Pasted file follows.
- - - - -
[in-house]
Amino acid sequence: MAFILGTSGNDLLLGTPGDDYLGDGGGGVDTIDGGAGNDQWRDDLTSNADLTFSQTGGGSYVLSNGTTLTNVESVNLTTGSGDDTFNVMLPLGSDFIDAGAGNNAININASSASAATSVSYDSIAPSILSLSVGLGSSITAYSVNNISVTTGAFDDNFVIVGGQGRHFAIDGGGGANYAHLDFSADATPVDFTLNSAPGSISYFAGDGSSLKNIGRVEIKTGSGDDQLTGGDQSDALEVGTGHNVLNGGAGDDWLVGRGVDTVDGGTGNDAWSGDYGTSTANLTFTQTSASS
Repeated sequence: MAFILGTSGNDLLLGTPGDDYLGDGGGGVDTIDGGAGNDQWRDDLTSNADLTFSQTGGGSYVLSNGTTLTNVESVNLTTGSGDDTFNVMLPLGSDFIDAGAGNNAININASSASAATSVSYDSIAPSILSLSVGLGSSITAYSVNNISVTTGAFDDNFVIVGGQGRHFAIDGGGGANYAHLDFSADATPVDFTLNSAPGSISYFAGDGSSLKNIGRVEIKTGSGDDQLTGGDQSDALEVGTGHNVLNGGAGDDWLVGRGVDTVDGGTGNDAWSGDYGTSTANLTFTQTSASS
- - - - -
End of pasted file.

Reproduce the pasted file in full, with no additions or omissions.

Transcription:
[in-house]
Amino acid sequence: MAFILGTSGNDLLLGTPGDDYLGDGGGGVDTIDGGAGNDQWRDDLTSNADLTFSQTGGGSYVLSNGTTLTNVESVNLTTGSGDDTFNVMLPLGSDFIDAGAGNNAININASSASAATSVSYDSIAPSILSLSVGLGSSITAYSVNNISVTTGAFDDNFVIVGGQGRHFAIDGGGGANYAHLDFSADATPVDFTLNSAPGSISYFAGDGSSLKNIGRVEIKTGSGDDQLTGGDQSDALEVGTGHNVLNGGAGDDWLVGRGVDTVDGGTGNDAWSGDYGTSTANLTFTQTSASS
Repeated sequence: MAFILGTSGNDLLLGTPGDDYLGDGGGGVDTIDGGAGNDQWRDDLTSNADLTFSQTGGGSYVLSNGTTLTNVESVNLTTGSGDDTFNVMLPLGSDFIDAGAGNNAININASSASAATSVSYDSIAPSILSLSVGLGSSITAYSVNNISVTTGAFDDNFVIVGGQGRHFAIDGGGGANYAHLDFSADATPVDFTLNSAPGSISYFAGDGSSLKNIGRVEIKTGSGDDQLTGGDQSDALEVGTGHNVLNGGAGDDWLVGRGVDTVDGGTGNDAWSGDYGTSTANLTFTQTSASS